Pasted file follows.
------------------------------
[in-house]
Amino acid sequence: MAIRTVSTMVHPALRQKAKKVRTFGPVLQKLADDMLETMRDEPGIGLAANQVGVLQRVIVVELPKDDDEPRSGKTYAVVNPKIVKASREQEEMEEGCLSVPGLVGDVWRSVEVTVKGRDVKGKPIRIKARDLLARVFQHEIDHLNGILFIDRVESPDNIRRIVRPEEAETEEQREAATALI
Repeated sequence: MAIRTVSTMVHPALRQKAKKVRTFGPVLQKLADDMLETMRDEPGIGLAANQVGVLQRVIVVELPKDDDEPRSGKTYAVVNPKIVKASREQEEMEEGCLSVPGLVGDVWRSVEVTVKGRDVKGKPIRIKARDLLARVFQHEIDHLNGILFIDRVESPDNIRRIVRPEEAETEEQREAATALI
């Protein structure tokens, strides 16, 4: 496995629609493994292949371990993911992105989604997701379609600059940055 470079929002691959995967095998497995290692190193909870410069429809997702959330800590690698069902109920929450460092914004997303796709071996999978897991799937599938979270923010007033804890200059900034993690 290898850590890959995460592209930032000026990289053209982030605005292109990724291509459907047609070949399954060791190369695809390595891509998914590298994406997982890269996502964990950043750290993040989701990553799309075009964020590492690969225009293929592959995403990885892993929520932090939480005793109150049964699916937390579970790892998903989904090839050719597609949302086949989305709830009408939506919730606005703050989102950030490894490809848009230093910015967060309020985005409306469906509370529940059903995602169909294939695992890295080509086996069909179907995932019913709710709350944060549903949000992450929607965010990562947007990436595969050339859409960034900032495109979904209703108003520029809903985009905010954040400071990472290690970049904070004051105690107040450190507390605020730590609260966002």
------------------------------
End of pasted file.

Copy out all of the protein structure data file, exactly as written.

[in-house]
Amino acid sequence: MAIRTVSTMVHPALRQKAKKVRTFGPVLQKLADDMLETMRDEPGIGLAANQVGVLQRVIVVELPKDDDEPRSGKTYAVVNPKIVKASREQEEMEEGCLSVPGLVGDVWRSVEVTVKGRDVKGKPIRIKARDLLARVFQHEIDHLNGILFIDRVESPDNIRRIVRPEEAETEEQREAATALI
Repeated sequence: MAIRTVSTMVHPALRQKAKKVRTFGPVLQKLADDMLETMRDEPGIGLAANQVGVLQRVIVVELPKDDDEPRSGKTYAVVNPKIVKASREQEEMEEGCLSVPGLVGDVWRSVEVTVKGRDVKGKPIRIKARDLLARVFQHEIDHLNGILFIDRVESPDNIRRIVRPEEAETEEQREAATALI
């Protein structure tokens, strides 16, 4: 496995629609493994292949371990993911992105989604997701379609600059940055 470079929002691959995967095998497995290692190193909870410069429809997702959330800590690698069902109920929450460092914004997303796709071996999978897991799937599938979270923010007033804890200059900034993690 290898850590890959995460592209930032000026990289053209982030605005292109990724291509459907047609070949399954060791190369695809390595891509998914590298994406997982890269996502964990950043750290993040989701990553799309075009964020590492690969225009293929592959995403990885892993929520932090939480005793109150049964699916937390579970790892998903989904090839050719597609949302086949989305709830009408939506919730606005703050989102950030490894490809848009230093910015967060309020985005409306469906509370529940059903995602169909294939695992890295080509086996069909179907995932019913709710709350944060549903949000992450929607965010990562947007990436595969050339859409960034900032495109979904209703108003520029809903985009905010954040400071990472290690970049904070004051105690107040450190507390605020730590609260966002």